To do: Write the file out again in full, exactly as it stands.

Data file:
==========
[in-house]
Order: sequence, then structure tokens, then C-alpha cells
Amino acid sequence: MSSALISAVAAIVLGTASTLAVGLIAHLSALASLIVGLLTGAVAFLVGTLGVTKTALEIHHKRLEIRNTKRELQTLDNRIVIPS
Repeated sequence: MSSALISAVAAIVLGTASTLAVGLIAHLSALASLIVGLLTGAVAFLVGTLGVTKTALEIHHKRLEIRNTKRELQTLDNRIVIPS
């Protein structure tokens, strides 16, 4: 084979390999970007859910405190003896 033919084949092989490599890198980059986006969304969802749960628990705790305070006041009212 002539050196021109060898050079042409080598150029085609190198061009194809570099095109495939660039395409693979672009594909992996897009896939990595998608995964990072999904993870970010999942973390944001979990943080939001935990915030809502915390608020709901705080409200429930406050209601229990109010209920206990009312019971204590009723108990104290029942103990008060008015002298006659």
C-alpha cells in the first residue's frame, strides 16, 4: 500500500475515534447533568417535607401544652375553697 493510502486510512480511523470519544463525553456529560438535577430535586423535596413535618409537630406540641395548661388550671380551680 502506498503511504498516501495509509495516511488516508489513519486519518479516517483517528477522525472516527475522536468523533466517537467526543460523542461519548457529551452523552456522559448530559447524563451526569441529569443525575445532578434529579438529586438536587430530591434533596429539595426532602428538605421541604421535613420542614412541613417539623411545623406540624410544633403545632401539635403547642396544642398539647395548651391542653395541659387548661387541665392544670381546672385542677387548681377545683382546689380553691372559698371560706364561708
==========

[in-house]
Order: sequence, then structure tokens, then C-alpha cells
Amino acid sequence: MSSALISAVAAIVLGTASTLAVGLIAHLSALASLIVGLLTGAVAFLVGTLGVTKTALEIHHKRLEIRNTKRELQTLDNRIVIPS
Repeated sequence: MSSALISAVAAIVLGTASTLAVGLIAHLSALASLIVGLLTGAVAFLVGTLGVTKTALEIHHKRLEIRNTKRELQTLDNRIVIPS
């Protein structure tokens, strides 16, 4: 084979390999970007859910405190003896 033919084949092989490599890198980059986006969304969802749960628990705790305070006041009212 002539050196021109060898050079042409080598150029085609190198061009194809570099095109495939660039395409693979672009594909992996897009896939990595998608995964990072999904993870970010999942973390944001979990943080939001935990915030809502915390608020709901705080409200429930406050209601229990109010209920206990009312019971204590009723108990104290029942103990008060008015002298006659």
C-alpha cells in the first residue's frame, strides 16, 4: 500500500475515534447533568417535607401544652375553697 493510502486510512480511523470519544463525553456529560438535577430535586423535596413535618409537630406540641395548661388550671380551680 502506498503511504498516501495509509495516511488516508489513519486519518479516517483517528477522525472516527475522536468523533466517537467526543460523542461519548457529551452523552456522559448530559447524563451526569441529569443525575445532578434529579438529586438536587430530591434533596429539595426532602428538605421541604421535613420542614412541613417539623411545623406540624410544633403545632401539635403547642396544642398539647395548651391542653395541659387548661387541665392544670381546672385542677387548681377545683382546689380553691372559698371560706364561708